Addressing hundreds of supporters while campaigning in Keene, N.H., last month, Sen. Bernie Sanders (I-Vt.) declared: “Let me tell you a secret: We’re going to win New Hampshire!” He has some reason to feel confident, given that a new poll put him just 10 percentage points behind front-runner Hillary Clinton in the Democratic presidential primary in the Granite State. But before he pops the champagne corks, I have a secret of my own to share with the senator: He may not qualify for the New Hampshire ballot as a Democrat. To understand why, let’s step back a bit. The U.S. Constitution gives Congress the power to set the time of federal elections but not the manner in which political parties choose their nominees. That process is left to the states. The New Hampshire Constitution empowers the legislature to determine the qualifications for those being elected to office (something in which I was closely involved when I chaired the committee with jurisdiction over state election law while a member of the state Senate). Pursuant to that power, state law makes clear that candidates must be registered members of the party on whose ballot line they wish to appear.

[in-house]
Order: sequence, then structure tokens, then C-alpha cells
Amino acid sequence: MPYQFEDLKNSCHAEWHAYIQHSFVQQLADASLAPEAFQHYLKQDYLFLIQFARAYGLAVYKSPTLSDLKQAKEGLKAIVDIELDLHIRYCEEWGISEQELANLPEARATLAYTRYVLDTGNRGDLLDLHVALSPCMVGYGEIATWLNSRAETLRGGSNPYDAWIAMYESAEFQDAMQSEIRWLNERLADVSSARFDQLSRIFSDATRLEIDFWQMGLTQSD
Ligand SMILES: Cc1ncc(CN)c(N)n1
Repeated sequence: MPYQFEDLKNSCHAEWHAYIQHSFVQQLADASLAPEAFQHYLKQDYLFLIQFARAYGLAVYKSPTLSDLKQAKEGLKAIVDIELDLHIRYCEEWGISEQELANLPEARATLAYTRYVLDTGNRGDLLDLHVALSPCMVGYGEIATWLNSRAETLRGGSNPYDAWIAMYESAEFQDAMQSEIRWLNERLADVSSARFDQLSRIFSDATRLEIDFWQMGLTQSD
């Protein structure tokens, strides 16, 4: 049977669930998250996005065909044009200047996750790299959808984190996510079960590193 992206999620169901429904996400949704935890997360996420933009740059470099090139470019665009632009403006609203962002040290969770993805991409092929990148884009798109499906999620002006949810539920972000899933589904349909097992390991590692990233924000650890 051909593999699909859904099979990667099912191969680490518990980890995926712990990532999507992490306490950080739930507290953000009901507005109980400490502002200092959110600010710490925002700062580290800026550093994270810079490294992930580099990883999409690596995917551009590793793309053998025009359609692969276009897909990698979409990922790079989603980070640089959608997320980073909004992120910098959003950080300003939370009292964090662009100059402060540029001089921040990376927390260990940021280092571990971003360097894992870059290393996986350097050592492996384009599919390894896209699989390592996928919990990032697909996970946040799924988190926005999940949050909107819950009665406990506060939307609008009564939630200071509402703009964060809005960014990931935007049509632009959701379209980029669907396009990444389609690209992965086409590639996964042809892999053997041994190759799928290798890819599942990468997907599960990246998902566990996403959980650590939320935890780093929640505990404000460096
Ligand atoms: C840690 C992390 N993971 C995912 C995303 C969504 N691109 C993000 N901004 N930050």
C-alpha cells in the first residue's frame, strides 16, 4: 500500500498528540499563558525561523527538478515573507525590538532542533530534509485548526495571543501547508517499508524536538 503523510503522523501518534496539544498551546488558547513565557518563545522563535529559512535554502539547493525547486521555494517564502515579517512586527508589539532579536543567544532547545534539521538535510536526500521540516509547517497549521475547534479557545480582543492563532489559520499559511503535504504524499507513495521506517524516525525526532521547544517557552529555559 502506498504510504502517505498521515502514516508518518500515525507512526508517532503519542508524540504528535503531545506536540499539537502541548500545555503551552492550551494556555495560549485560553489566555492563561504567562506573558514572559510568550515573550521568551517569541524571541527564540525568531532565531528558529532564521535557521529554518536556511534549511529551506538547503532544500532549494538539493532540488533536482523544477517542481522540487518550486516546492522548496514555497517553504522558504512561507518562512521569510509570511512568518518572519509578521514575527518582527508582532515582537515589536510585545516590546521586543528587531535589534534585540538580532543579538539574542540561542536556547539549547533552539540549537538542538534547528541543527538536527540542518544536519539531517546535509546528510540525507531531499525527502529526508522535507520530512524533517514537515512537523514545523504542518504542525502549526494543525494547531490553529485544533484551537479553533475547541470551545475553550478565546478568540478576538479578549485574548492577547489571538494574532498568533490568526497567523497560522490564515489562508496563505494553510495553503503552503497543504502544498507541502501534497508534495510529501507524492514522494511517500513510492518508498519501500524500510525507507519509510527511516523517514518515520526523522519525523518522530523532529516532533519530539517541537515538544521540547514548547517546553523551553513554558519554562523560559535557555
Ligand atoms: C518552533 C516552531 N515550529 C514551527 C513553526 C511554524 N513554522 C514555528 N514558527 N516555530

This is a problem for Sanders, who is not a registered Democrat. One might ask why the good senator can’t simply change his registration in his home state from socialist or independent to Democrat. The answer is that Vermont doesn’t have a party registration system, so he can’t. Similar issues arose with the candidacies of Al Gore and both George H.W. and George W. Bush because, like Vermont, Tennessee and Texas do not register voters by party. But Gore and the Bushes qualified for New Hampshire’s primary ballots because they could show that they had previously appeared on ballots as a Democrat and Republicans, respectively. In his last election, Sanders likewise won the Democratic primary in Vermont, but he declined the nomination and asked that his name not appear on the general election ballot as a Democrat.
Full Article: Bernie Sanders’s primary problem – The Washington Post.